In the last 10 days bund sell-off finally took a breather and EUR yield curves dropped significantly as it was the case with US Treasuries in April. In this brief article we are analyzing the latest move and looking at the potential drivers.
US 10Y yield was rising for several months and hit 1.75% in the end of March and then foreign investors decided to step in. In that period UST-bund spread widened significantly and overjumped 200bps level as investors believed in Lagarde’s message that ECB should not let external factors to tighten EUR policy and European recovery story lagged the one in US. However, things changed in April with Treasuries being bid by foreign investors and big short on treasuries was closing while EUR curves weren’t saved by larger PEPP purchases as investors started to question higher inflation in Europe too. EUR yield curve steepened and 10Y yield rose above -10bps in early May for the first time since March 2020.
Source: Bloomberg, InterCapital
As mentioned above, accelerated sell-off in bunds lasted for several weeks as investors were pricing faster economic recovery and inflation expectations were on the rise. Just to put things into perspective, Eurozone’s YoY HICP stood at 1.6% in April, the highest level since April 2019 while 5y5y inflation swap touched 1.60%, the highest level since 2018. As it was the case with US treasuries in April, sell-off cannot last forever and it seems that last week investors finally decided that bund was too low as inflation and economic recovery could be calculated in full. Hence, in the last 10 days, EUR 10y yield went from above -10bps to below -20bps once again while inflation expectations decreased a bit (chart 2.). Despite economic recovery is almost inevitably in front of us and inflation pressures are evident in every economic release, market just can’t ignore enormous amount of dovish comments by both Fed and ECB officials which are ensuring investors that inflation pressures will show to be only transitory and that monetary stimulus is still needed in full. The latest comment came from ECB’s council member Villeroy (dove) this week who stated that ECB has “well beyond June meeting” to decide whether to decrease PEPP, lowering chances that Ms Lagarde could announce step back in PEPP to the pace from Q1 on their next monetary policy meeting on June 10th. Furthermore, Mr Villeroy said that APP could become more flexible which is expected to be natural successor of PEPP once pandemic is over as market will most likely need some bridge from PEPP to “no-PEPP” era. On the other side of the Atlantic there is discussion on whether Fed should taper their purchase programs as inflation is surging at the fastest pace in decades. However, it is still not clear whether Fed could taper in the next few months although some analysts expect Mr Jerome Powell to announce slower purchases in Jackson Hole at the end of summer when we could also see whether inflation will show to be transitory or not. In any case, central bankers succeeded in calming yield curves for now despite of strong inflation pressures and in case inflation shows to be here only for the rest of 2021 it will show that both Fed and ECB did their job perfectly. However, if inflation shows to be more stubborn than central bankers expect it to be, they will have to react more abruptly and hope that they are not behind the curve too much. For now, investors believe in their transitory story. The main question is whether investors’ patience supported by central banks will be stronger than inflation pressures. As always, markets will show. However, for this one we could wait for several months or even quarters or at least until all of the base effects are out of the system.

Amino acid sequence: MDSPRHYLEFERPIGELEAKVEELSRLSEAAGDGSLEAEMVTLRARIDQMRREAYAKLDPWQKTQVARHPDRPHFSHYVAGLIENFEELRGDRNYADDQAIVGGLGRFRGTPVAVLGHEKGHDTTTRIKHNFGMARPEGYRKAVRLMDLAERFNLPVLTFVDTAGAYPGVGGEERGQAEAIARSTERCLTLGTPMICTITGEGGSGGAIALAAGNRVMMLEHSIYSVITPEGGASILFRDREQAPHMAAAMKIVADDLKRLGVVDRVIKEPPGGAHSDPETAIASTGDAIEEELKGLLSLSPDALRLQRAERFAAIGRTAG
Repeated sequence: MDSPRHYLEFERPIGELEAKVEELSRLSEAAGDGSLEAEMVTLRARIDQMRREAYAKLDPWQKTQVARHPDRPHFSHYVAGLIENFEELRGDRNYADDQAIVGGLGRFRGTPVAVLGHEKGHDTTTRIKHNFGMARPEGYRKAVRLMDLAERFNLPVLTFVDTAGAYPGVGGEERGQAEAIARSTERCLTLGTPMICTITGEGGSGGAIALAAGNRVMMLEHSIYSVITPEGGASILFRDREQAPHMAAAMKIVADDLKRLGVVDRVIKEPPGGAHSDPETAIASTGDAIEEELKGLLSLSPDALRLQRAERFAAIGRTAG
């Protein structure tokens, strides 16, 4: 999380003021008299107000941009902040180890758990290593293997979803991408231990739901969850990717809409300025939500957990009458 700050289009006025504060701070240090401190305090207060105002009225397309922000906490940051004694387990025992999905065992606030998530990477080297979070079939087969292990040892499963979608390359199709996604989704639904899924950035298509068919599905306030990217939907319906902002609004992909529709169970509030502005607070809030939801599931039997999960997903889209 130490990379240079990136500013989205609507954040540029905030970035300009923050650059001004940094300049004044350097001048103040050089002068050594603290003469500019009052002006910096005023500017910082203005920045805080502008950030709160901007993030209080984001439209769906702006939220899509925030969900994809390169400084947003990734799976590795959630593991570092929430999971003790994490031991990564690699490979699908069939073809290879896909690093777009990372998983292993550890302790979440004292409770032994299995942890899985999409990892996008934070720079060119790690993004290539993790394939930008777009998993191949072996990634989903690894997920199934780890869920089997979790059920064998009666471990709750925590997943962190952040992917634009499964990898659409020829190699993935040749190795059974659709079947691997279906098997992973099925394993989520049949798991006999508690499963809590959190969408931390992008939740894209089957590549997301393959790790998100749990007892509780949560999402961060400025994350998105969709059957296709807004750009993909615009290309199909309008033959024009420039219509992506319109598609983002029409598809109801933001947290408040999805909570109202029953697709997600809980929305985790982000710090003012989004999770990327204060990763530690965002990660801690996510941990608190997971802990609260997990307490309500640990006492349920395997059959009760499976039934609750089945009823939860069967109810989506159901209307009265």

Source: Bloomberg, InterCapital